24 – Lila

“Lila? My grandmother just told me she's going out for lunch, so I can have breakfast with...” Catherine's eyes widened as she took note of Lila's rapid, random pacing. “Are you all right?”

“Just restless,” Lila said. Just restless. Like an animal in a cage in a zoo.

“That isn't an answer.”

All the pent-up frustration and tension picked that moment, faced with Catherine's concern, to break down the door she'd been hiding it behind, even from herself. “I'm used to being active and doing things, working and being able to go out, and I have no one to touch, every sensitive I've ever met needs to touch lots, brushing your hair for you every night helps but it just isn't enough, and I don't know anything outside these rooms except what you tell me, no radio or TV or anything, and I've spent as long as I can remember moving around between apartments and shelters and new cities and now I've done nothing for more than two weeks other than look at this godawful ugly wallpaper and I'm scared to even look out the windows in case someone looks up and sees me... and... and... oh shit.” She sagged against the wall, struggling with tears. “It's stupid. I'm safe, I shouldn't be bitching about this stuff.”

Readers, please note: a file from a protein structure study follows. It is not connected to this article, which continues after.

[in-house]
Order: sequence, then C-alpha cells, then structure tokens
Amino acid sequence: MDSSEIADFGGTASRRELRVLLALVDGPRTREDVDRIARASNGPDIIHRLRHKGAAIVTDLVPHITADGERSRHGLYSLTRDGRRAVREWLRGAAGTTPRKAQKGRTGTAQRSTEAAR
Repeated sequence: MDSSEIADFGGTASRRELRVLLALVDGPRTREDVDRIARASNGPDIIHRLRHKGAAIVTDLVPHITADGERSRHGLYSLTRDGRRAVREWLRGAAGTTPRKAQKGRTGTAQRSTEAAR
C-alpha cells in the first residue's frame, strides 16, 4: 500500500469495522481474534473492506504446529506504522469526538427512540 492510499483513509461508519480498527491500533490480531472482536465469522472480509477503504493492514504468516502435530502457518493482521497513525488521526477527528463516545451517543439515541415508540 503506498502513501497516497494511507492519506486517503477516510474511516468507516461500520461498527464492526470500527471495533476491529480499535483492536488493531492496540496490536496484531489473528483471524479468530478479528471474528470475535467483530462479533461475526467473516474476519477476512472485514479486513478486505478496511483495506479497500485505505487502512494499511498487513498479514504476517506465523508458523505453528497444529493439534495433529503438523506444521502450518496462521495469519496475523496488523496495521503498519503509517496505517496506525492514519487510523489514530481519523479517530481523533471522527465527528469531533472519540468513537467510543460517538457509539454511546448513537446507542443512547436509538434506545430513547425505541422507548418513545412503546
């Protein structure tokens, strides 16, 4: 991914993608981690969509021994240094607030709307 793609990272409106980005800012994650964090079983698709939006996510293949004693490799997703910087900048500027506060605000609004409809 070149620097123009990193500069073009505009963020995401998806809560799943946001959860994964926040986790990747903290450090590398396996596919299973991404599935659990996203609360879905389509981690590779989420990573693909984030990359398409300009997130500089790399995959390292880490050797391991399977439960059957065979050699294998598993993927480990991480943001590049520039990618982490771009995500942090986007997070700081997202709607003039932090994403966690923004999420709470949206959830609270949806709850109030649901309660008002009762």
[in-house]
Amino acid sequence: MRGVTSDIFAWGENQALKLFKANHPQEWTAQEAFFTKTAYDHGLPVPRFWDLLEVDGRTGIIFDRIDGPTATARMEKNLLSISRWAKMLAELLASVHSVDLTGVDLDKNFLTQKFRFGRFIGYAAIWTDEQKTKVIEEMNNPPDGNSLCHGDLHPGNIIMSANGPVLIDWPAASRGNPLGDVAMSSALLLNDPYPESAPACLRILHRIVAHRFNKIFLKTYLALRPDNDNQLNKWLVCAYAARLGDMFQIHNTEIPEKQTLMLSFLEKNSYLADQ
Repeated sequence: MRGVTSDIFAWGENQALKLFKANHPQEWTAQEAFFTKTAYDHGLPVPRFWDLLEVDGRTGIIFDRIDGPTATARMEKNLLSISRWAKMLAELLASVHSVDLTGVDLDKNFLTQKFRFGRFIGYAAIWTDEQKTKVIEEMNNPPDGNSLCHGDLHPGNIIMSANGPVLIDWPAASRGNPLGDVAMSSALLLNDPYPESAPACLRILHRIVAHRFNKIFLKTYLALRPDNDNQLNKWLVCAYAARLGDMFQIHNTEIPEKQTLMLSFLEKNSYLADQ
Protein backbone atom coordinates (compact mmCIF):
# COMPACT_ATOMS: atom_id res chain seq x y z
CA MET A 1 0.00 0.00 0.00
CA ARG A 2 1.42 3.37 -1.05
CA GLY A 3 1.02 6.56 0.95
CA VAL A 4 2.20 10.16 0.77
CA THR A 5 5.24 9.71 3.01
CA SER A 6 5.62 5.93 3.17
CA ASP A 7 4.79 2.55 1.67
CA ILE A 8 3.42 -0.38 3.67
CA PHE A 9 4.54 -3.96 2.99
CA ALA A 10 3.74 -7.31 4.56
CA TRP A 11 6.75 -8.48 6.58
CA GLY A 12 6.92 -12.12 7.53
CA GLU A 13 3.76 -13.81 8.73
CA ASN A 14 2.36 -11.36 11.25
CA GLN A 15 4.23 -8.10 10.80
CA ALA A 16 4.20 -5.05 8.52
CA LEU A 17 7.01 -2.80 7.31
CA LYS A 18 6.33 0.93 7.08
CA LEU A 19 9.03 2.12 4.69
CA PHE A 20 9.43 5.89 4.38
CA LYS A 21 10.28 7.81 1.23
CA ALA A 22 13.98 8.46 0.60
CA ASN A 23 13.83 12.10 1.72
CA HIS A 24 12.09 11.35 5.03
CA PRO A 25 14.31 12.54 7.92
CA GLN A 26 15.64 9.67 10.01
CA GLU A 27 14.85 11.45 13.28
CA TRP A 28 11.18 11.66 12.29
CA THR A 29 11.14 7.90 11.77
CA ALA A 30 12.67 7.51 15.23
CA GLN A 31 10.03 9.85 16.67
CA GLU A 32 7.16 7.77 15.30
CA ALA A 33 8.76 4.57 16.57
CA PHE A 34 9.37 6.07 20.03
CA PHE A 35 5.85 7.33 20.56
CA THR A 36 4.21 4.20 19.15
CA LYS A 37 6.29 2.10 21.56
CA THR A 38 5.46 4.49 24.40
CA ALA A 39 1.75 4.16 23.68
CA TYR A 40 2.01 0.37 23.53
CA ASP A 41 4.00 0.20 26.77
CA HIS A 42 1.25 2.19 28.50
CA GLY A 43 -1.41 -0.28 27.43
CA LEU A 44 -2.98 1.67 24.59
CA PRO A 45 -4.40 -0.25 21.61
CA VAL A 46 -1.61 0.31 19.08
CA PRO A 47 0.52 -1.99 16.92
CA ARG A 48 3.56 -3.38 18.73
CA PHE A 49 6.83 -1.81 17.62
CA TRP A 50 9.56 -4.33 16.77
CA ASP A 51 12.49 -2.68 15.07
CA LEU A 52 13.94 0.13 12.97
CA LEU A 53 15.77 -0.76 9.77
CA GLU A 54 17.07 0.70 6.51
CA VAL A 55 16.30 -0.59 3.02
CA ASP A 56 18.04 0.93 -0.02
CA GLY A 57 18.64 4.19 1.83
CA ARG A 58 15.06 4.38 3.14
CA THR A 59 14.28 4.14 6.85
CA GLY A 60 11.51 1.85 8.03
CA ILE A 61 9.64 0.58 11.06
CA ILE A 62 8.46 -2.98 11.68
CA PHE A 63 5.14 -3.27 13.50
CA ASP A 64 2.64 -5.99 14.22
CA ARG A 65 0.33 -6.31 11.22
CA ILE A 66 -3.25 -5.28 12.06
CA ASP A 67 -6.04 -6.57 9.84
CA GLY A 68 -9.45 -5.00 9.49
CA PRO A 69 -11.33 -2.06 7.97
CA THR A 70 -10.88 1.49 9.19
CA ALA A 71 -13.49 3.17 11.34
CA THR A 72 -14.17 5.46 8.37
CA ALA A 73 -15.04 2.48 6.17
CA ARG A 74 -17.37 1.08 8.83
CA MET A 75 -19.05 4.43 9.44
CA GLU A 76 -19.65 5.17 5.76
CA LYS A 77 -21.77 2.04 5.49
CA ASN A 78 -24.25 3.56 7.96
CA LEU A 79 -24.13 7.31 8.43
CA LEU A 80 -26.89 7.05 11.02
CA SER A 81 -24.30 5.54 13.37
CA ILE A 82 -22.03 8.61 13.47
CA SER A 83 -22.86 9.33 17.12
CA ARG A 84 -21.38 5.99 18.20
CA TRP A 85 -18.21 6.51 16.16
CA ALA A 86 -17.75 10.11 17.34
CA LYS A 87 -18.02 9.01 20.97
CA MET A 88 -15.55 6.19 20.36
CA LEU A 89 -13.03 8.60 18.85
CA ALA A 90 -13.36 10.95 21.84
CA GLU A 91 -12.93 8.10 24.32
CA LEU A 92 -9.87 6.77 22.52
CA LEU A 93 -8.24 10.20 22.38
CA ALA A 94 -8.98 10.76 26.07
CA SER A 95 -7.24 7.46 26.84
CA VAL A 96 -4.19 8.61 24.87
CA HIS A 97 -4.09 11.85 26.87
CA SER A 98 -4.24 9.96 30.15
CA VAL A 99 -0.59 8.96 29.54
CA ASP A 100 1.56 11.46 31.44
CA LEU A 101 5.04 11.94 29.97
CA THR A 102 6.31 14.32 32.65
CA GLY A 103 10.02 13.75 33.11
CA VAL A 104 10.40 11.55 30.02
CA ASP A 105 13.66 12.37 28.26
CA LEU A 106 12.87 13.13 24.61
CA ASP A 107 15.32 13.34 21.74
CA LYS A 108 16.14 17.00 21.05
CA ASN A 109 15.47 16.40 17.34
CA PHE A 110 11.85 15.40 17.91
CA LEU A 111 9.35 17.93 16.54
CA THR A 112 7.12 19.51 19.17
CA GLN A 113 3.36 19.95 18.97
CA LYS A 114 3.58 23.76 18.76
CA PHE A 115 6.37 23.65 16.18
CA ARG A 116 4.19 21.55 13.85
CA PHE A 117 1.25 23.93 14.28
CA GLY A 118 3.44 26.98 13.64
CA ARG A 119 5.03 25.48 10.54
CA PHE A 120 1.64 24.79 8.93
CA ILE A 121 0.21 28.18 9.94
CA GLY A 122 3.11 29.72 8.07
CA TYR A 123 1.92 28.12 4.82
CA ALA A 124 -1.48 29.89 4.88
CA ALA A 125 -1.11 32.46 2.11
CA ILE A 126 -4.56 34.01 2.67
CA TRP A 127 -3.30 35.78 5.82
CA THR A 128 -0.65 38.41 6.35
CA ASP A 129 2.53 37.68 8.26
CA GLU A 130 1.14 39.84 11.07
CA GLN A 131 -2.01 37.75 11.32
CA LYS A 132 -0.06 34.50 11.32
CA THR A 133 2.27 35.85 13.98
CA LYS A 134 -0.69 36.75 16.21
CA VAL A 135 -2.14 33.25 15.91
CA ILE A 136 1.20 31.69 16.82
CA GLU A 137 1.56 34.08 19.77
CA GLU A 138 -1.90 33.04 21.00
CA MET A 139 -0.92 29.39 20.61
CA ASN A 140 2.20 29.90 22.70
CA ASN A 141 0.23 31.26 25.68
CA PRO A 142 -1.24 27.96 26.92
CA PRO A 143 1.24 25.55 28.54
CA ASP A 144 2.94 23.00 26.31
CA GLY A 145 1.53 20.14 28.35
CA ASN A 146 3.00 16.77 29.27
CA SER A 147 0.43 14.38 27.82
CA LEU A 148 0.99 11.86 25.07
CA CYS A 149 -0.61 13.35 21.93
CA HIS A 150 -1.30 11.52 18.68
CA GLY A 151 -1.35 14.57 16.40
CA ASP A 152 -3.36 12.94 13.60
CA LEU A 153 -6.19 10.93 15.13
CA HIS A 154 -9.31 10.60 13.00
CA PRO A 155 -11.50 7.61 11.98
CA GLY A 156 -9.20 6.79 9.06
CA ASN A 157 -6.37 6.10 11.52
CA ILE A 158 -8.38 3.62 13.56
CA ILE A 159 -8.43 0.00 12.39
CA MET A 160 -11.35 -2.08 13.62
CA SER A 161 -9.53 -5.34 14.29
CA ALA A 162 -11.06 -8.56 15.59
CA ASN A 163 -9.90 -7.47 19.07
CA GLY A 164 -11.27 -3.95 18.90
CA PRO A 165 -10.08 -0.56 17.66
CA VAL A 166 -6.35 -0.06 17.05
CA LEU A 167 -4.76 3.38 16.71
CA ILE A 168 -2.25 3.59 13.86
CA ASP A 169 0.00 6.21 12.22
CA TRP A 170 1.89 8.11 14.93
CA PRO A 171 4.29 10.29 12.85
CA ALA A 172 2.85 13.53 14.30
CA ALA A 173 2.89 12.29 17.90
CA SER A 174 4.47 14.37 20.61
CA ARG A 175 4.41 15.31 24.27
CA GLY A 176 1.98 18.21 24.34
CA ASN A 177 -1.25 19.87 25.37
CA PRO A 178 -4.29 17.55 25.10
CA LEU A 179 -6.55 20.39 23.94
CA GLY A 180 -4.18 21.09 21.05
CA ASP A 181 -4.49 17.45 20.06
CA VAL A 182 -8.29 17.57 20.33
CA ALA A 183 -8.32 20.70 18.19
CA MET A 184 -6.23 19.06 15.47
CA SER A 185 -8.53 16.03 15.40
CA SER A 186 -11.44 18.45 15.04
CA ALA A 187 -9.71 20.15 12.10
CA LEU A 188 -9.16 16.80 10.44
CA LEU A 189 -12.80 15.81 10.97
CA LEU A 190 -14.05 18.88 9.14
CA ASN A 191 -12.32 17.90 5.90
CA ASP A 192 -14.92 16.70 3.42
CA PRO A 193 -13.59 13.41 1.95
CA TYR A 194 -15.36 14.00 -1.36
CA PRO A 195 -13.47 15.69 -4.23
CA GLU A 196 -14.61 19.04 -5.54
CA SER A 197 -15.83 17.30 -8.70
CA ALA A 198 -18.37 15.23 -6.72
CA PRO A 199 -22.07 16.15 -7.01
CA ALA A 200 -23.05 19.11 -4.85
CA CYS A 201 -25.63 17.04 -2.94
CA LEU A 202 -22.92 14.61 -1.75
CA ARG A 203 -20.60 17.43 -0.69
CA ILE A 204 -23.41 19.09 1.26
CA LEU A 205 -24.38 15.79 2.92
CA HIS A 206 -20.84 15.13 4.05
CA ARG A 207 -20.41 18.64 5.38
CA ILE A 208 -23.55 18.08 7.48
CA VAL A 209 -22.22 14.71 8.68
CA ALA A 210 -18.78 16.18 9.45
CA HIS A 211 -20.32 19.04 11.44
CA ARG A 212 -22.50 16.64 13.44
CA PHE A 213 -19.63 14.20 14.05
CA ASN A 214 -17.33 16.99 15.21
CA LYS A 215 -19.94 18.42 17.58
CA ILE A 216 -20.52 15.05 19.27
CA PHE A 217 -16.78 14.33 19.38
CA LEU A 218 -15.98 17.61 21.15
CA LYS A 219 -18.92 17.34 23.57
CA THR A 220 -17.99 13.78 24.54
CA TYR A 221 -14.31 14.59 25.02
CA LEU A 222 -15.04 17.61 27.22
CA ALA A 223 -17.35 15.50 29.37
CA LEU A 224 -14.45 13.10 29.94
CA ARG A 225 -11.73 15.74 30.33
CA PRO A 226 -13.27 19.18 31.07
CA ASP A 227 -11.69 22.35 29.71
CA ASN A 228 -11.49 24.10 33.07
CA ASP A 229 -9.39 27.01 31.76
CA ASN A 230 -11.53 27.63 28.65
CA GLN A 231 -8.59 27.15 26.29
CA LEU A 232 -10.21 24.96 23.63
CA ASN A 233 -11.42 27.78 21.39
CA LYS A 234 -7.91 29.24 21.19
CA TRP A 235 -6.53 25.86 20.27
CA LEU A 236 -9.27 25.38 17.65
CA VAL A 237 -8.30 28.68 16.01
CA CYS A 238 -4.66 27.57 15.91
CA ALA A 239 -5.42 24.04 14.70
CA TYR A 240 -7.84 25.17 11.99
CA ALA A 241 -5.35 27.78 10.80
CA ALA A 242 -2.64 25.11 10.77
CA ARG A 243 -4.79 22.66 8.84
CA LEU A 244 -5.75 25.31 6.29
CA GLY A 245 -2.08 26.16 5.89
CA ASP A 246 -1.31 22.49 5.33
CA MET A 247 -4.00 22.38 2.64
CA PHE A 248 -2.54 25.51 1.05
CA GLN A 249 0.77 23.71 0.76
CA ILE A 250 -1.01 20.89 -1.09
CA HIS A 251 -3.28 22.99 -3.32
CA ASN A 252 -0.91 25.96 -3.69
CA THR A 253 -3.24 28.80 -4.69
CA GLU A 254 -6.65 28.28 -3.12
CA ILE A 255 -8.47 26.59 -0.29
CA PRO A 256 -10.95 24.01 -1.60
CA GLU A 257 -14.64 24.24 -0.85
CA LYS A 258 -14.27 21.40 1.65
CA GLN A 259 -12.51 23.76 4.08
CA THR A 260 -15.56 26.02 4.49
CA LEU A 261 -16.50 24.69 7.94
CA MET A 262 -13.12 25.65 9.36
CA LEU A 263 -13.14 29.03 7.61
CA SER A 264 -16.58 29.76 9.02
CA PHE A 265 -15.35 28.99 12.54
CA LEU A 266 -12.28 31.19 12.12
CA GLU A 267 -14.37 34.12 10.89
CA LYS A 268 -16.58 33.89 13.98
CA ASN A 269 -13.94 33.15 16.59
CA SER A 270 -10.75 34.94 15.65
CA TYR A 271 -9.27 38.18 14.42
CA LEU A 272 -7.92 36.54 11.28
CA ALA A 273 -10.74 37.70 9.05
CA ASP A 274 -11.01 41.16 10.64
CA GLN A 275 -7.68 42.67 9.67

Catherine let her wind down without interruption, but her dismay made Lila immediately feel guilty for the outburst.

“I'm sorry, it isn't your fault, you've been doing everything you can...”

“No, I would say I haven't,” Catherine said, her forehead furrowed. “I've been thinking in the wrong frame of reference.”


“Come sit down? I believe we need to talk. Besides, the toast will get hard.”

Confused now, Lila followed Catherine to the library, and joined her on the pillows, accepting a plate that held a couple of slices of toast, each with a poached egg sitting neatly in the centre.